Core Outcome Measures in Effectiveness Trials

Patients and surgeons provide endorsement of core domains for total joint replacement clinical trials

General Information

Abstract:
BACKGROUND: Our objective in this study was to examine whether stakeholders further endorse the core domain set proposed by the Outcome Measures in Rheumatology Trials (OMERACT) total joint replacement (TJR) working group. METHODS: We emailed a survey to 3810 hip/knee arthroplasty patients and 49 arthroplasty surgeons at a high-volume arthroplasty center to rate the importance of each core domain (i.e., pain, function, patient satisfaction, revision surgery, adverse events, and death) and two additional domains (i.e., cost and participation). Ratings were on a 1-9 scale, with 1-3 indicating limited or no importance for patients, 4-6 being important but not critical, and 7-9 being critical. We calculated median (IQR) values and compared ratings by sex, age, and participant type using the Wilcoxon rank-sum test. RESULTS: The questionnaire was completed by 1295 patients (34%) and 21 surgeons (43%). Patient nonresponders were similar to responders in age (>/=55 years, 85.7% vs. 88.6%), sex (female, 57.5% vs. 57.3%), and joint procedure (total hip replacement, 56.9% vs. 63.2%). Overall, all core domains and one noncore domain (i.e., participation) were confirmed as "critical" by both stakeholder groups. Cost was rated as only "important" but not "critical" by surgeons. A completed consensus for all the core domains persisted even when we stratified by sex, age, arthritis type, and the affected joint (knee vs. hip). We received suggestions for additional critical domains from 217 patients and 5 surgeons, prompting the inclusion of 2 research agenda items. CONCLUSIONS: Our study confirmed a consensus rating of the OMERACT TJR core domain set as critical for patients. This broad endorsement should encourage the identification of candidate outcome instruments to further develop a TJR core measurement set that can harmonize reporting in TJR clinical trials.

Authors:
Hoang, A. Goodman, S. M. Navarro-Millan, I. Y. Mandl, L. A. Figgie, M. P. Bostrom, M. P. Padgett, D. E. Sculco, P. K. McLawhorn, A. S. Singh, J. A.

Publication

Journal:
Arthritis Res Ther
Volume:
19
Issue:
1
Pages:
267 -
Year:
2017
DOI:
Further Study Information

Date:
January 2016 - 2017
Funding source(s):
JAS has received research grants from Takeda Pharmaceuticals and Savient Pharmaceuticals and consultant’s fees from Savient Pharmaceuticals, Takeda Pharmaceuticals, Regeneron Pharmaceuticals, Merz Pharmaceuticals, Iroko Pharmaceuticals, Bioibérica, Crealta/Horizon Pharma, Allergan, WebMD, UBM LLC, and the American College of Rheumatology (ACR). JAS serves as the principal investigator for an investigator-initiated study funded by Horizon Pharma through a grant to DINORA, Inc., a 501(c)(3) entity. JAS is a member of the executive committee of OMERACT, an organization that develops outcome measures in rheumatology and receives arm’s-length funding from 36 companies; a member of the ACR Annual Meeting Planning Committee; chair of the ACR Meet-the-Professor, Workshop and Study Group Subcommittee; and a member of the Veterans Affairs Rheumatology Field Advisory Committee. JAS is the editor and director of the University of Alabama at Birmingham Cochrane Musculoskeletal Group Satellite Center on Network Meta-analysis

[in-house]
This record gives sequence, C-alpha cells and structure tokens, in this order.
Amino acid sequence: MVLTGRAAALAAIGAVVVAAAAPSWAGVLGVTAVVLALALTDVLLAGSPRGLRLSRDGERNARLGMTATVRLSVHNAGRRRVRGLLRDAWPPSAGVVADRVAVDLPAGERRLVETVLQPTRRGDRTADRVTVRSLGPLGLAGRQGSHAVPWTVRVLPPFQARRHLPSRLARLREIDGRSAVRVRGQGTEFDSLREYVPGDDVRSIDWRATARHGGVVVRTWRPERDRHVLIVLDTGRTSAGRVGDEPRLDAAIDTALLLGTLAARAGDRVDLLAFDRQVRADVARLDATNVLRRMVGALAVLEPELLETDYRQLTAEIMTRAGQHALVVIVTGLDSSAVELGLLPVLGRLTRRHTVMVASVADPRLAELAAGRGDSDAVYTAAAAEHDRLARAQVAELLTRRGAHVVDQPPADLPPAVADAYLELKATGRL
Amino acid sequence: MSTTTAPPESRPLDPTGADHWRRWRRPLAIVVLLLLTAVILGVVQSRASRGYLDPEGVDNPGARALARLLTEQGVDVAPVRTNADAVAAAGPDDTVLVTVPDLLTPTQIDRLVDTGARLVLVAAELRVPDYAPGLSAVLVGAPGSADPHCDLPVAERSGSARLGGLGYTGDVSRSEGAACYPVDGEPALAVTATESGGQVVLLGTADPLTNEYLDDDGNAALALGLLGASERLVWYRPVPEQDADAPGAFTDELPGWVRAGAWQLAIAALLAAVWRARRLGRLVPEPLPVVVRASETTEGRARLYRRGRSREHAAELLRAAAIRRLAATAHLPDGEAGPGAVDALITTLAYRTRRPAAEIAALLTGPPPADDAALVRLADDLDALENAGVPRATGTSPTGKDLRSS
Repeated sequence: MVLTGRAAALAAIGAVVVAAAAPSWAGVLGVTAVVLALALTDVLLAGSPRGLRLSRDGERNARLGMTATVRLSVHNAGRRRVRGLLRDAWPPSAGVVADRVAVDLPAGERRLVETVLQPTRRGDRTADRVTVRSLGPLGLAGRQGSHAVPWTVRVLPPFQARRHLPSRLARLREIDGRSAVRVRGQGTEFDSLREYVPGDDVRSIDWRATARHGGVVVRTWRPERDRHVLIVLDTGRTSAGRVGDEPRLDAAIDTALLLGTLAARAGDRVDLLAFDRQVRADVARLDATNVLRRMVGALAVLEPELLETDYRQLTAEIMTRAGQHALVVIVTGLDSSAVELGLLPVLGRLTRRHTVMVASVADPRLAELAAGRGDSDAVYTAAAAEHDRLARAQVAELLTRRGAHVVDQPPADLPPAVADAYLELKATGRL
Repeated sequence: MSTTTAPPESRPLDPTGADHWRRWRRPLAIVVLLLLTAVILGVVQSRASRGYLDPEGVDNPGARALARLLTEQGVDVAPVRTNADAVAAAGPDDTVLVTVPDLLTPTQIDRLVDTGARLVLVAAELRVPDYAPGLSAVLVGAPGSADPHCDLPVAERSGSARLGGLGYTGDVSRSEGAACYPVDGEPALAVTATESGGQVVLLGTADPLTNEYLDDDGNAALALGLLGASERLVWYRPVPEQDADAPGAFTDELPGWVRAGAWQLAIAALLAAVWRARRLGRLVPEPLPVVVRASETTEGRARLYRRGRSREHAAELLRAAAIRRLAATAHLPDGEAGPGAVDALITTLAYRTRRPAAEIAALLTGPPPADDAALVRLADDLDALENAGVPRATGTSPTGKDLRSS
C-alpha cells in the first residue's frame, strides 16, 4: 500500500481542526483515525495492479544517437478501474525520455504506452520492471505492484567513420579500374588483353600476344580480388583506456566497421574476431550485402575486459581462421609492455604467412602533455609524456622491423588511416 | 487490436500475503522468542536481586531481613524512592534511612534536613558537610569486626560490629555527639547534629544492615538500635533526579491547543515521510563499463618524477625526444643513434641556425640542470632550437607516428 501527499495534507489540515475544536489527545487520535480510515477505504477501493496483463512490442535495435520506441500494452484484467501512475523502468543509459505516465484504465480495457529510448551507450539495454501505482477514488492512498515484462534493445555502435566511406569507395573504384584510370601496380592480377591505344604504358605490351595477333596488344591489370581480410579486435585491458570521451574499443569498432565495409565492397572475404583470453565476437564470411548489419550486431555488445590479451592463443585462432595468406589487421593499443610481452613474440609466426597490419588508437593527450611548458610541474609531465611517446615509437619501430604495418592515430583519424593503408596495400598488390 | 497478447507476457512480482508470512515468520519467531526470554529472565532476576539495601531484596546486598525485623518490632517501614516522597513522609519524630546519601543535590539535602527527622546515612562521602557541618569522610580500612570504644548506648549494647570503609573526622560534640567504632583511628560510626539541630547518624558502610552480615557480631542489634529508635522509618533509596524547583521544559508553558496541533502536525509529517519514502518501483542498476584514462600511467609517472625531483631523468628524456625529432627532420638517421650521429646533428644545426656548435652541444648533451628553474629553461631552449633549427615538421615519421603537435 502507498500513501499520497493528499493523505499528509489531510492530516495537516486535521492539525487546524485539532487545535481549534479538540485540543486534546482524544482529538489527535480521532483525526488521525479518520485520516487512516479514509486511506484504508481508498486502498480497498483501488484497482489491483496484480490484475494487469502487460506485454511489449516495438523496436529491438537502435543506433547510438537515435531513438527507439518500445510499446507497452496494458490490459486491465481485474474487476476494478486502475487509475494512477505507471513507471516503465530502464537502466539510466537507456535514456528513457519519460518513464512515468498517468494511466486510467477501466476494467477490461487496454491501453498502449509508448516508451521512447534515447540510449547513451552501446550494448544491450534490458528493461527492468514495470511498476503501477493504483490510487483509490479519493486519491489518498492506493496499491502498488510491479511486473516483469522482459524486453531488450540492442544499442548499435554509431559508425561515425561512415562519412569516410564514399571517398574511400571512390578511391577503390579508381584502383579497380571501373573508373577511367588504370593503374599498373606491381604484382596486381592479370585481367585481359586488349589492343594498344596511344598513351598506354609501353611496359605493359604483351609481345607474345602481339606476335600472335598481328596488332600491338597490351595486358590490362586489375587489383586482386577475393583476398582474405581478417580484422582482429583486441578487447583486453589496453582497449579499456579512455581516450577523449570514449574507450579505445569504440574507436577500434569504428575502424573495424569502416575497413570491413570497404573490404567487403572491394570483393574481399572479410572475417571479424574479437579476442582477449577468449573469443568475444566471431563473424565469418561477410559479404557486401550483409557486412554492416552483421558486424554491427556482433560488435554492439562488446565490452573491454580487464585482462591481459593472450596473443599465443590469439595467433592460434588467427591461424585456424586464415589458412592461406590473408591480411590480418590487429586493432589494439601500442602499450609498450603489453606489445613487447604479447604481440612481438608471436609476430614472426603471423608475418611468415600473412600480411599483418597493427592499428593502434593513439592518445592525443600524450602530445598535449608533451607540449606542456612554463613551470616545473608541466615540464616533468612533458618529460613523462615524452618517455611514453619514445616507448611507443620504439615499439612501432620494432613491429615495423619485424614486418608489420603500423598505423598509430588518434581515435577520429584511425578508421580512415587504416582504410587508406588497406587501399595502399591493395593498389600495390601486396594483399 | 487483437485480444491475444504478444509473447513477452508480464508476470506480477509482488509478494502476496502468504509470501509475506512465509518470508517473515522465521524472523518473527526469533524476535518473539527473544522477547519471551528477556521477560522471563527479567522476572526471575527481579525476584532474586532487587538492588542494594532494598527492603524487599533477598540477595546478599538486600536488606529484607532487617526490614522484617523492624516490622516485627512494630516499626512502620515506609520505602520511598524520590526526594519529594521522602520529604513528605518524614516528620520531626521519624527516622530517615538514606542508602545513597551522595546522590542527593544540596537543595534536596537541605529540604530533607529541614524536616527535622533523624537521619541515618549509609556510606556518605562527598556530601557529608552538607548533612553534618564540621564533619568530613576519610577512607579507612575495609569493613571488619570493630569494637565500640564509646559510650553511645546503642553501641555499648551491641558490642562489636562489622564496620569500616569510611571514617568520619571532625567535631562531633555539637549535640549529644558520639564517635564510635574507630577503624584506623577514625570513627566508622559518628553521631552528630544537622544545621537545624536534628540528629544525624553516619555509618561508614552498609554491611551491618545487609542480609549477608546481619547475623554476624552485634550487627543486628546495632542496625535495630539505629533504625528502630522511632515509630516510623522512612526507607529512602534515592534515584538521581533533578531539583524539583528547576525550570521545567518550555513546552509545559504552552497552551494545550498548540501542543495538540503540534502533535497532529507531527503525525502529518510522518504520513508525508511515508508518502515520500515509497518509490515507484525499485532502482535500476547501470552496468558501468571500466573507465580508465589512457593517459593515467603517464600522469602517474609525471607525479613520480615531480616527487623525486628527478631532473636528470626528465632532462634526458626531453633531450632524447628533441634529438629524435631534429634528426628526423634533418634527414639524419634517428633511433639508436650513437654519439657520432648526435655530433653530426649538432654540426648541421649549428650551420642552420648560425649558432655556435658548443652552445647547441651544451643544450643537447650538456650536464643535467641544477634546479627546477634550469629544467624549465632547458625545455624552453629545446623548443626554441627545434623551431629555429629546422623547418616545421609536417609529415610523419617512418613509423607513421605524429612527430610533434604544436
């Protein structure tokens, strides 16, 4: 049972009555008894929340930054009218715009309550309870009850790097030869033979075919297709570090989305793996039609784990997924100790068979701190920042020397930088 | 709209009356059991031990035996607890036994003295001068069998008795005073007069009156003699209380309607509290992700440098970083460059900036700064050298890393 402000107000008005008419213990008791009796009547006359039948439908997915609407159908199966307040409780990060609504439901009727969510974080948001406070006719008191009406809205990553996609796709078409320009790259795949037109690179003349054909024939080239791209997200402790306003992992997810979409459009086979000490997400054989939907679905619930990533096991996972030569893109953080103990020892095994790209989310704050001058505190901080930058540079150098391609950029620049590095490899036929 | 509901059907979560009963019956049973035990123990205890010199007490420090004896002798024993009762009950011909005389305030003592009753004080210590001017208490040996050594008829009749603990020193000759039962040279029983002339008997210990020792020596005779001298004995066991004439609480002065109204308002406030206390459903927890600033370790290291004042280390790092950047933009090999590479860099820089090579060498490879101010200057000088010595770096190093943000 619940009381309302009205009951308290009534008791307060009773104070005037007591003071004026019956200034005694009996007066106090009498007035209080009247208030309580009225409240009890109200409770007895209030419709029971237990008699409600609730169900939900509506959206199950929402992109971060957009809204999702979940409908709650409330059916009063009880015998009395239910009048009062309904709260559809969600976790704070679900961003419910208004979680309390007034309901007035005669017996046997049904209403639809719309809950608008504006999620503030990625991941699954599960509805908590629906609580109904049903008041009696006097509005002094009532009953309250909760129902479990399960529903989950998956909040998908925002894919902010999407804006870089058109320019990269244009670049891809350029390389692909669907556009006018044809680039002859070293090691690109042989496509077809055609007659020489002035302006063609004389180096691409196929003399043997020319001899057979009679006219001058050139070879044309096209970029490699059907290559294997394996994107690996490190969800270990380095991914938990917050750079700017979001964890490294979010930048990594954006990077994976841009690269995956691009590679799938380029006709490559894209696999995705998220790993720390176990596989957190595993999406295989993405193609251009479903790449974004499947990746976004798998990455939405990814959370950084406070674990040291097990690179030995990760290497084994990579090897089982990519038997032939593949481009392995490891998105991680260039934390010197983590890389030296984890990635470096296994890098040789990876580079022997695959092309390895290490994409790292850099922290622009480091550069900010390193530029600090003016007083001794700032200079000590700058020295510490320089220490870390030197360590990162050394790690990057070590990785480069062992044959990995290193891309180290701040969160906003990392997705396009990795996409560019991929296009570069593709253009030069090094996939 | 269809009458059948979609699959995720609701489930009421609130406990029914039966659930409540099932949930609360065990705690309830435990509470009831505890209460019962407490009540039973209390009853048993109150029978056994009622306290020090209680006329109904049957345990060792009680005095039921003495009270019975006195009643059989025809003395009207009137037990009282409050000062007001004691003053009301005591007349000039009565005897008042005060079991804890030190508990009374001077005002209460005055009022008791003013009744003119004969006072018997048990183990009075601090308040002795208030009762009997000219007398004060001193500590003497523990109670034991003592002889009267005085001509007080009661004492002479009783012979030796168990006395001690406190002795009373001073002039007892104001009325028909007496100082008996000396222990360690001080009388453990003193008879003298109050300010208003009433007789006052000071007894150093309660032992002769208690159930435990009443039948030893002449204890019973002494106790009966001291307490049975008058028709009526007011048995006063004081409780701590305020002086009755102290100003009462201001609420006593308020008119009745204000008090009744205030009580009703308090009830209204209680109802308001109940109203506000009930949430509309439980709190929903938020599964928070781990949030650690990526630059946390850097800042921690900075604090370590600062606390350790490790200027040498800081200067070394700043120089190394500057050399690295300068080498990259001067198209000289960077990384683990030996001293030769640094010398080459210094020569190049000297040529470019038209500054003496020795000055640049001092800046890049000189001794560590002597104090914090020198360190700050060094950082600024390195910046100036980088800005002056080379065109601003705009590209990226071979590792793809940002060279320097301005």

Health Area

Disease Category
Rheumatology

Disease Name
Arthritis

Target Population

Age Range
-

Sex
Either


Nature / type of Intervention
Surgery

Method(s)

Survey

We emailed a survey to all eligible patients who had undergone a primary hip or knee TJR in 2015 and had a valid email address available in the electronic health record, as well as to orthopedic surgeons at the Hospital for Special Surgery (HSS), a high-volume orthopedic center of excellence. Patients who had undergone either a bilateral hip or bilateral knee TJR in 2015 or more than one TJR (any joint) in 2015 were excluded. Patients who had undergone subsequent TJRs any time before administration of the survey in 2016 and 2017 were also excluded. To improve the response rate, after the initial administration of the survey, patients and surgeons were sent reminders every week for 3 weeks. The eligible participants were asked to rate the importance of the six core domains on their own merit, without having to prioritize them. The participants were also asked to rate the importance of two optional areas:cost and patient participation in work and social activities. These additional domains were previous candidates for core domains, but after rounds of deliberations and discussions, these two areas were regarded as noncore Unlike the core domain set, these additional domains were not meant to be reported in every TJR clinical trial. Ratings for each domain were on a 1 – 9 scale, with 1 – 3 indicating limited or no importance for patients, 4–6 being important but not critical, and 7–9 being critical.


Stakeholders Involved

Clinical experts
Consumers (patients)

Study Type

COS for clinical trials or clinical research
Patient perspectives
Prioritising

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